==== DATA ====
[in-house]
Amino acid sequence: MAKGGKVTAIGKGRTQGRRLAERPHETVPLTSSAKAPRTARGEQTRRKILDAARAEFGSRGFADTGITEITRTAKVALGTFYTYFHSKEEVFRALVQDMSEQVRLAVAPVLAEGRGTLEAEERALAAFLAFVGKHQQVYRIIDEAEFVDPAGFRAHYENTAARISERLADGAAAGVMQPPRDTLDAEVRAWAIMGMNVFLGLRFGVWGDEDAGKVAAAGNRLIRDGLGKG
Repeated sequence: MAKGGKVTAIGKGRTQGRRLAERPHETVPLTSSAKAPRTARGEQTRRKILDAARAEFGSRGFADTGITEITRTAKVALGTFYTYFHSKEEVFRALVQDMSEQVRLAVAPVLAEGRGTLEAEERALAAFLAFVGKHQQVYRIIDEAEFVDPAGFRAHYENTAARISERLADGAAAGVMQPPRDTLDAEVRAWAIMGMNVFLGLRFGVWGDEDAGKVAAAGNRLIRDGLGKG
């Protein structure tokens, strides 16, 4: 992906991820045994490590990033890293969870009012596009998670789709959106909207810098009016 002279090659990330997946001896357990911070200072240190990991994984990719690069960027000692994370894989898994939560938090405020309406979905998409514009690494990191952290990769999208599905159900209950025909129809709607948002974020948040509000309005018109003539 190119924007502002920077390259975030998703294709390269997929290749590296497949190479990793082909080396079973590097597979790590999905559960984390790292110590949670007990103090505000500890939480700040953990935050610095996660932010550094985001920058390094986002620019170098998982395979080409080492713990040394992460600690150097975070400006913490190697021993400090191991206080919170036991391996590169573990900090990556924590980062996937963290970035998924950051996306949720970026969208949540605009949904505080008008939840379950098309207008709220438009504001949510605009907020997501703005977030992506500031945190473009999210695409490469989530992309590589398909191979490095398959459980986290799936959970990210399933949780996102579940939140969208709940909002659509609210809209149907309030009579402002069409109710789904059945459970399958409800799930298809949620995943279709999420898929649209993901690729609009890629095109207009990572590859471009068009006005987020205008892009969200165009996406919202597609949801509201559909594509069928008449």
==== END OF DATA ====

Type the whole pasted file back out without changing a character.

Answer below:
[in-house]
Amino acid sequence: MAKGGKVTAIGKGRTQGRRLAERPHETVPLTSSAKAPRTARGEQTRRKILDAARAEFGSRGFADTGITEITRTAKVALGTFYTYFHSKEEVFRALVQDMSEQVRLAVAPVLAEGRGTLEAEERALAAFLAFVGKHQQVYRIIDEAEFVDPAGFRAHYENTAARISERLADGAAAGVMQPPRDTLDAEVRAWAIMGMNVFLGLRFGVWGDEDAGKVAAAGNRLIRDGLGKG
Repeated sequence: MAKGGKVTAIGKGRTQGRRLAERPHETVPLTSSAKAPRTARGEQTRRKILDAARAEFGSRGFADTGITEITRTAKVALGTFYTYFHSKEEVFRALVQDMSEQVRLAVAPVLAEGRGTLEAEERALAAFLAFVGKHQQVYRIIDEAEFVDPAGFRAHYENTAARISERLADGAAAGVMQPPRDTLDAEVRAWAIMGMNVFLGLRFGVWGDEDAGKVAAAGNRLIRDGLGKG
């Protein structure tokens, strides 16, 4: 992906991820045994490590990033890293969870009012596009998670789709959106909207810098009016 002279090659990330997946001896357990911070200072240190990991994984990719690069960027000692994370894989898994939560938090405020309406979905998409514009690494990191952290990769999208599905159900209950025909129809709607948002974020948040509000309005018109003539 190119924007502002920077390259975030998703294709390269997929290749590296497949190479990793082909080396079973590097597979790590999905559960984390790292110590949670007990103090505000500890939480700040953990935050610095996660932010550094985001920058390094986002620019170098998982395979080409080492713990040394992460600690150097975070400006913490190697021993400090191991206080919170036991391996590169573990900090990556924590980062996937963290970035998924950051996306949720970026969208949540605009949904505080008008939840379950098309207008709220438009504001949510605009907020997501703005977030992506500031945190473009999210695409490469989530992309590589398909191979490095398959459980986290799936959970990210399933949780996102579940939140969208709940909002659509609210809209149907309030009579402002069409109710789904059945459970399958409800799930298809949620995943279709999420898929649209993901690729609009890629095109207009990572590859471009068009006005987020205008892009969200165009996406919202597609949801509201559909594509069928008449």